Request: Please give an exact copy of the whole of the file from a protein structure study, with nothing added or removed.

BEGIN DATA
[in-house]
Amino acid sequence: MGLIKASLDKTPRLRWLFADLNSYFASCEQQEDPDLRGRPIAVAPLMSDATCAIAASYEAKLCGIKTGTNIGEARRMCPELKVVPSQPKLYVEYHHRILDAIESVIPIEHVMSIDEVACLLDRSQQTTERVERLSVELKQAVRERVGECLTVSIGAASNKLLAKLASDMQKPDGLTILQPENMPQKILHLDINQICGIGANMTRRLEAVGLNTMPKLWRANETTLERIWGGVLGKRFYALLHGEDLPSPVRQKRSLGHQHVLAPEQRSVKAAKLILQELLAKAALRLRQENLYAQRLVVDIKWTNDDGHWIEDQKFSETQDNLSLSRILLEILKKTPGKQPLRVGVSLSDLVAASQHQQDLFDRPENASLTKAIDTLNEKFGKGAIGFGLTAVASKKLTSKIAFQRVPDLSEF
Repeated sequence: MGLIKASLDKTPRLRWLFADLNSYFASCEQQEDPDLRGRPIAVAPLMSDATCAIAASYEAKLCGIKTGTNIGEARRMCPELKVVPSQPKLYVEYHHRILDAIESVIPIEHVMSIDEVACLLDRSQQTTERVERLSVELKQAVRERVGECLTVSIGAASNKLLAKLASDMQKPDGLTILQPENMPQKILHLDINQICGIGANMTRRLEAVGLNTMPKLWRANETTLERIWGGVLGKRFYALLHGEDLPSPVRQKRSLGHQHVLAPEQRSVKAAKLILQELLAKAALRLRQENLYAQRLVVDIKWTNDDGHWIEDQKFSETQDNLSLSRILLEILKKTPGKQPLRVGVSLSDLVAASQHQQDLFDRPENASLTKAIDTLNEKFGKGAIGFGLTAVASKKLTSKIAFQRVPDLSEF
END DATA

[in-house]
Amino acid sequence: MGLIKASLDKTPRLRWLFADLNSYFASCEQQEDPDLRGRPIAVAPLMSDATCAIAASYEAKLCGIKTGTNIGEARRMCPELKVVPSQPKLYVEYHHRILDAIESVIPIEHVMSIDEVACLLDRSQQTTERVERLSVELKQAVRERVGECLTVSIGAASNKLLAKLASDMQKPDGLTILQPENMPQKILHLDINQICGIGANMTRRLEAVGLNTMPKLWRANETTLERIWGGVLGKRFYALLHGEDLPSPVRQKRSLGHQHVLAPEQRSVKAAKLILQELLAKAALRLRQENLYAQRLVVDIKWTNDDGHWIEDQKFSETQDNLSLSRILLEILKKTPGKQPLRVGVSLSDLVAASQHQQDLFDRPENASLTKAIDTLNEKFGKGAIGFGLTAVASKKLTSKIAFQRVPDLSEF
Repeated sequence: MGLIKASLDKTPRLRWLFADLNSYFASCEQQEDPDLRGRPIAVAPLMSDATCAIAASYEAKLCGIKTGTNIGEARRMCPELKVVPSQPKLYVEYHHRILDAIESVIPIEHVMSIDEVACLLDRSQQTTERVERLSVELKQAVRERVGECLTVSIGAASNKLLAKLASDMQKPDGLTILQPENMPQKILHLDINQICGIGANMTRRLEAVGLNTMPKLWRANETTLERIWGGVLGKRFYALLHGEDLPSPVRQKRSLGHQHVLAPEQRSVKAAKLILQELLAKAALRLRQENLYAQRLVVDIKWTNDDGHWIEDQKFSETQDNLSLSRILLEILKKTPGKQPLRVGVSLSDLVAASQHQQDLFDRPENASLTKAIDTLNEKFGKGAIGFGLTAVASKKLTSKIAFQRVPDLSEF